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What gender equality looks like for female business leaders in 2021

Gender equality within the workplace is an issue we are continually striving to improve, with movements like #Metoo highlighting its importance. Despite this, an imbalance still exists, one which women work against every day to achieve the same positions as men. 

In Australia, women make up 47.4% of all employed persons, yet a woman’s full-time average weekly earnings are still 14.2% less than for men. Women hold only 14.6% of chair positions, 18.3% of CEO roles and 35% of director titles. 

So, where does this leave us? Unfortunately, COVID-19 hasn’t made this plight any easier, with women’s jobs being more vulnerable than ever due to existing inequalities. 

We’ve asked female business leaders from varying industries across Australia their view on gender equality in the workplace in 2021.

Female business leaders reflect on workplace equality 

Alana Mai Mitchell author, careers and corporate coach and product development manager 

“Overall, I see that corporate environments have become more supportive of women in business and leadership. The COVID-19 pandemic and the huge shift to working from home, has opened up greater opportunities for women, especially with children, to choose a schedule that suits their needs and not feel obliged when they need to leave the physical office “early” to attend to school pick up etc.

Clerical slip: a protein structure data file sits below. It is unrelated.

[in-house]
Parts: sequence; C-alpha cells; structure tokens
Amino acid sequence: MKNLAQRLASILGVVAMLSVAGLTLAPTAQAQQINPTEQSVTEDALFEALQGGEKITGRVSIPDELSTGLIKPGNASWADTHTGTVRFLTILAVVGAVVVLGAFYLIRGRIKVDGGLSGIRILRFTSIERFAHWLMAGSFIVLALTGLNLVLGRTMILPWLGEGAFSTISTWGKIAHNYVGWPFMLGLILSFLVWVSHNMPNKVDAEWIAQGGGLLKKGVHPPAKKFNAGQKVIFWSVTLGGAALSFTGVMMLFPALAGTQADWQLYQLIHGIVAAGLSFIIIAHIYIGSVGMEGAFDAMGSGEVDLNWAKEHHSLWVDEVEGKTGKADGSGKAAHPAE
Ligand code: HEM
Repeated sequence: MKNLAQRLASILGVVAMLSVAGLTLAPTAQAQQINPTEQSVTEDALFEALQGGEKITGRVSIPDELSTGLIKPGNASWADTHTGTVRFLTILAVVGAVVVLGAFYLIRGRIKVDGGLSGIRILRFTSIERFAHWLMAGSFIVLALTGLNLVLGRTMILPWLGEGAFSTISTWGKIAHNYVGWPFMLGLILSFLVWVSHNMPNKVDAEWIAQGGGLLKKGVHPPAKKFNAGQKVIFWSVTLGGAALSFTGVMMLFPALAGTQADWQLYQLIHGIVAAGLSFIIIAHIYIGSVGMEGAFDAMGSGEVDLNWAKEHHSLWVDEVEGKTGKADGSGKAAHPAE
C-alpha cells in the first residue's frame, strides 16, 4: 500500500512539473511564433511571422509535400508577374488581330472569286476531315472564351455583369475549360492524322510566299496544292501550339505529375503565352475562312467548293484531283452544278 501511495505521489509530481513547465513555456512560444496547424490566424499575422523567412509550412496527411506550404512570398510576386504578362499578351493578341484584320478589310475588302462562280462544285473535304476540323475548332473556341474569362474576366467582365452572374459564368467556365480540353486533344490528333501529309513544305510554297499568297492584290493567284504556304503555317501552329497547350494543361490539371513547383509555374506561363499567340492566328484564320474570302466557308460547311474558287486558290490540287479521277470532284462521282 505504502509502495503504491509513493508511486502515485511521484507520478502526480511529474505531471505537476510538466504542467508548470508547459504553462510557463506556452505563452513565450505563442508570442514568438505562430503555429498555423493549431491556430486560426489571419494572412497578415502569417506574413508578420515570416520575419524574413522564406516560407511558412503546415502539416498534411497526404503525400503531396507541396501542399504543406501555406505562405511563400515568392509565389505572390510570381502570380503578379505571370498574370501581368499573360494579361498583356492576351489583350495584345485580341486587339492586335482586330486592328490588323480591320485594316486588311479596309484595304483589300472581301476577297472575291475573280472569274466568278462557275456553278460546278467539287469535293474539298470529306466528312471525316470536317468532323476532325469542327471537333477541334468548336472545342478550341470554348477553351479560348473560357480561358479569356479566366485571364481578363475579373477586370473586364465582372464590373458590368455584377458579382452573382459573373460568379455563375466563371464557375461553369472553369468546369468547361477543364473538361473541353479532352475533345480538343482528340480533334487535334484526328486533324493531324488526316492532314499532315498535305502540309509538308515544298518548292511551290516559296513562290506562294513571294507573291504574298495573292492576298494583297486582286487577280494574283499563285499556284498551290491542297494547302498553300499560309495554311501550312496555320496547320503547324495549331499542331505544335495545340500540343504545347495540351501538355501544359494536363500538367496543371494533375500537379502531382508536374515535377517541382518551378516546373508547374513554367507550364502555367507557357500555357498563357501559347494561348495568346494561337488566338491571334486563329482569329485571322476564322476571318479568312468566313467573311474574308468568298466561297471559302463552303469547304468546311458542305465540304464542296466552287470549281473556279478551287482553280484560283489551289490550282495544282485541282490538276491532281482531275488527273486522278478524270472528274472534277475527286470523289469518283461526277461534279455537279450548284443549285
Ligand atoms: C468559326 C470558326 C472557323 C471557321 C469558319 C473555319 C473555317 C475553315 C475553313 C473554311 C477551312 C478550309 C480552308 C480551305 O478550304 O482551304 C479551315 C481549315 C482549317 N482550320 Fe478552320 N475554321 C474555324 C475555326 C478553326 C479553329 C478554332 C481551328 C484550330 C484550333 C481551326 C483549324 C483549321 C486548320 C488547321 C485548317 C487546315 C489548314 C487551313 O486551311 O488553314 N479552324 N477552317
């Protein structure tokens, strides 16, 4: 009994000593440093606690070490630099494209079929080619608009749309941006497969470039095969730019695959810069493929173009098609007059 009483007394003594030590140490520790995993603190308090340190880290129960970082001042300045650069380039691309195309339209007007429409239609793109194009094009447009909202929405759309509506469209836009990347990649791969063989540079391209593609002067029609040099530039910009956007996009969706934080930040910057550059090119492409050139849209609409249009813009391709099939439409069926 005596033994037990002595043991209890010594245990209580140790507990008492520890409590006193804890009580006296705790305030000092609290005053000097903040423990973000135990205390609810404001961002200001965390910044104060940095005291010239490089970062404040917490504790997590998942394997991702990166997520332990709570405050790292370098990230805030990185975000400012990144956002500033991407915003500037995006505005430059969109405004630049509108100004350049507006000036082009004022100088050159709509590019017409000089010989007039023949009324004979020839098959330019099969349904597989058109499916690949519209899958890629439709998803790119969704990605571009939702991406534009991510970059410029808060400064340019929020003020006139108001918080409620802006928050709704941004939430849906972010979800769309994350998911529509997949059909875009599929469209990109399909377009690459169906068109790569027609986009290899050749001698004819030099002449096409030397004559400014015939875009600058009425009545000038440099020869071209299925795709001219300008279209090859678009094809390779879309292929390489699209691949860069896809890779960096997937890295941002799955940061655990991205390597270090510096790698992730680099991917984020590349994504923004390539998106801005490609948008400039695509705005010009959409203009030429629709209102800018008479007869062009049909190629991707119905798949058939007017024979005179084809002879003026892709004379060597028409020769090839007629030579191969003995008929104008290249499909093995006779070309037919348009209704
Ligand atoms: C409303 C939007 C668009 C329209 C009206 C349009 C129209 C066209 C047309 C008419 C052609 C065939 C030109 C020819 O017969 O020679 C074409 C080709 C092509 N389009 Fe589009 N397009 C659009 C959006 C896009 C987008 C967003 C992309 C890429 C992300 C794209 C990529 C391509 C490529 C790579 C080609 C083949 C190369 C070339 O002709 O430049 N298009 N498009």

“I’ve faced challenges in my mental health and navigating through the opinions that come when you are promoted into senior management in corporate roles. My mental health was a personal challenge that saw me experience five mental health crises. Yet once I had done the inner work to accept these within myself, the outer work of sharing that with my colleagues became much easier.” 

Mentors: “Margaret Drudge was my mentor as I successfully navigated selection into CommBank’s graduate program in 2008, a role that changed my life. In years to come, she encouraged me to stay in the role, which turned out to be a blessing as a new senior female leader joined and became a major advocate for me”. 

Keren Moran and Noa Peer, Co-founders, MeMeMe Press

“We started MeMeMe when our daughter was four because we wanted to see different family representations, like ours, reflected. But we’ve worked together on our other business, a digital agency, for the past 20 years. 

“From a tech perspective, it’s definitely tougher to be a woman in the start-up landscape. However, in the creative industries, we’ve been judged by the work we do, which makes it a more equal playing field.

“We immigrated to Australia from Israel and started a business without knowing anyone or the culture, which was quite a shift. So, in a way, coming from a different country has helped us, as people seem to have mutual respect for the challenges this poses. Women also have a heightened EQ which can be really helpful when running a business and pitching.” 

Role-models/Mentors: “While neither of us had a mentor, we did rely on each other along the way to figure out the journey. Our culture also impacted the way we viewed business and gave us the drive to push forward out of a necessity to survive.” 

Caitlin Zoti, Operations Manager, checkout.com 

“When I moved to Sydney, I worked at an advertising firm where the finance team was 100 per cent female, and the CFO and Financial Controller were both incredible to work with. 

“After that, I moved to a sports media group where most the staff were men. While this was a big change in dynamics, I had a great manager who supported my growth. Interestingly enough, the few women in this workplace made me feel more discriminated against and excluded.